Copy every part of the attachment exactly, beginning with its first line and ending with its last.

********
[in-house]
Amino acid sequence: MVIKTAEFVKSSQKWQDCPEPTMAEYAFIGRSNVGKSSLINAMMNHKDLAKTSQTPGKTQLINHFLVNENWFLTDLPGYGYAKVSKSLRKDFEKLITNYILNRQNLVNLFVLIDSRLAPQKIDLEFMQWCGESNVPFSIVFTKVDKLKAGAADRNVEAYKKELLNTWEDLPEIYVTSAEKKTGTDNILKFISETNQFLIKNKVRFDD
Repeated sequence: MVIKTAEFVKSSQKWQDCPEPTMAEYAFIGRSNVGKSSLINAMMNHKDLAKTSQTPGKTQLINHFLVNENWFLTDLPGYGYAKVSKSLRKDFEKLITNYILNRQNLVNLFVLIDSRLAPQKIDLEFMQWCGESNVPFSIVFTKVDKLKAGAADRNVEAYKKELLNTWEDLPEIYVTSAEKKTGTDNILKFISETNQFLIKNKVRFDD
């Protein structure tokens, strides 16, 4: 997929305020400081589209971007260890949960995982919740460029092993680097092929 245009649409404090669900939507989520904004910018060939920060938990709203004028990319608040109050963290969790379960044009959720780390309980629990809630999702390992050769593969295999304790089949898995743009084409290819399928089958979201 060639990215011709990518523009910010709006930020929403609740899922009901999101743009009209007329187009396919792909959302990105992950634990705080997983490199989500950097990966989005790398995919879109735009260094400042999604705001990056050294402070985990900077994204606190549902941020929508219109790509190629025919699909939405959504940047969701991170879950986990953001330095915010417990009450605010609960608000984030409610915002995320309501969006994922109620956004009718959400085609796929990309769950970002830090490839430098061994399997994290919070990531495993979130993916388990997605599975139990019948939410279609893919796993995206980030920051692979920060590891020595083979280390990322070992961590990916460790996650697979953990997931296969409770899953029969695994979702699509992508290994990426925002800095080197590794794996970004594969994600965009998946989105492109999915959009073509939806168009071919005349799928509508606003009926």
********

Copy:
[in-house]
Amino acid sequence: MVIKTAEFVKSSQKWQDCPEPTMAEYAFIGRSNVGKSSLINAMMNHKDLAKTSQTPGKTQLINHFLVNENWFLTDLPGYGYAKVSKSLRKDFEKLITNYILNRQNLVNLFVLIDSRLAPQKIDLEFMQWCGESNVPFSIVFTKVDKLKAGAADRNVEAYKKELLNTWEDLPEIYVTSAEKKTGTDNILKFISETNQFLIKNKVRFDD
Repeated sequence: MVIKTAEFVKSSQKWQDCPEPTMAEYAFIGRSNVGKSSLINAMMNHKDLAKTSQTPGKTQLINHFLVNENWFLTDLPGYGYAKVSKSLRKDFEKLITNYILNRQNLVNLFVLIDSRLAPQKIDLEFMQWCGESNVPFSIVFTKVDKLKAGAADRNVEAYKKELLNTWEDLPEIYVTSAEKKTGTDNILKFISETNQFLIKNKVRFDD
């Protein structure tokens, strides 16, 4: 997929305020400081589209971007260890949960995982919740460029092993680097092929 245009649409404090669900939507989520904004910018060939920060938990709203004028990319608040109050963290969790379960044009959720780390309980629990809630999702390992050769593969295999304790089949898995743009084409290819399928089958979201 060639990215011709990518523009910010709006930020929403609740899922009901999101743009009209007329187009396919792909959302990105992950634990705080997983490199989500950097990966989005790398995919879109735009260094400042999604705001990056050294402070985990900077994204606190549902941020929508219109790509190629025919699909939405959504940047969701991170879950986990953001330095915010417990009450605010609960608000984030409610915002995320309501969006994922109620956004009718959400085609796929990309769950970002830090490839430098061994399997994290919070990531495993979130993916388990997605599975139990019948939410279609893919796993995206980030920051692979920060590891020595083979280390990322070992961590990916460790996650697979953990997931296969409770899953029969695994979702699509992508290994990426925002800095080197590794794996970004594969994600965009998946989105492109999915959009073509939806168009071919005349799928509508606003009926």